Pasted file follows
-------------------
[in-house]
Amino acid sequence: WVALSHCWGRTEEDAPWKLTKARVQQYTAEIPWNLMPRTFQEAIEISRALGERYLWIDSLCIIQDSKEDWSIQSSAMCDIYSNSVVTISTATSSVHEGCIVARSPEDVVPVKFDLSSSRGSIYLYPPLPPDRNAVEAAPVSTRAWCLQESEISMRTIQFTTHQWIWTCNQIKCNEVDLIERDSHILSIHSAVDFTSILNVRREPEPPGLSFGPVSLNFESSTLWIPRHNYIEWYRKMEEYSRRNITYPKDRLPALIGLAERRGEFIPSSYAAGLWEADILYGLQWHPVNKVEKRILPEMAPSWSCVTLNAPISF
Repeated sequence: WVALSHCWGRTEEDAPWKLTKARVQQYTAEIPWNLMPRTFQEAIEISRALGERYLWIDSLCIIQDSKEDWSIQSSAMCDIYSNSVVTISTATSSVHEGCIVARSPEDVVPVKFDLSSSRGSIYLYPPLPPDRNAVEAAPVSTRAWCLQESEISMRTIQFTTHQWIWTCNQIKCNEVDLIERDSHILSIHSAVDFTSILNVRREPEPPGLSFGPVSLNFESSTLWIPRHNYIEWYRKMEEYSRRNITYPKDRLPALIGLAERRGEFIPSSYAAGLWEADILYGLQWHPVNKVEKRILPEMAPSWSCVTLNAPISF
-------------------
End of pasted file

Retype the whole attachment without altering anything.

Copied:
[in-house]
Amino acid sequence: WVALSHCWGRTEEDAPWKLTKARVQQYTAEIPWNLMPRTFQEAIEISRALGERYLWIDSLCIIQDSKEDWSIQSSAMCDIYSNSVVTISTATSSVHEGCIVARSPEDVVPVKFDLSSSRGSIYLYPPLPPDRNAVEAAPVSTRAWCLQESEISMRTIQFTTHQWIWTCNQIKCNEVDLIERDSHILSIHSAVDFTSILNVRREPEPPGLSFGPVSLNFESSTLWIPRHNYIEWYRKMEEYSRRNITYPKDRLPALIGLAERRGEFIPSSYAAGLWEADILYGLQWHPVNKVEKRILPEMAPSWSCVTLNAPISF
Repeated sequence: WVALSHCWGRTEEDAPWKLTKARVQQYTAEIPWNLMPRTFQEAIEISRALGERYLWIDSLCIIQDSKEDWSIQSSAMCDIYSNSVVTISTATSSVHEGCIVARSPEDVVPVKFDLSSSRGSIYLYPPLPPDRNAVEAAPVSTRAWCLQESEISMRTIQFTTHQWIWTCNQIKCNEVDLIERDSHILSIHSAVDFTSILNVRREPEPPGLSFGPVSLNFESSTLWIPRHNYIEWYRKMEEYSRRNITYPKDRLPALIGLAERRGEFIPSSYAAGLWEADILYGLQWHPVNKVEKRILPEMAPSWSCVTLNAPISF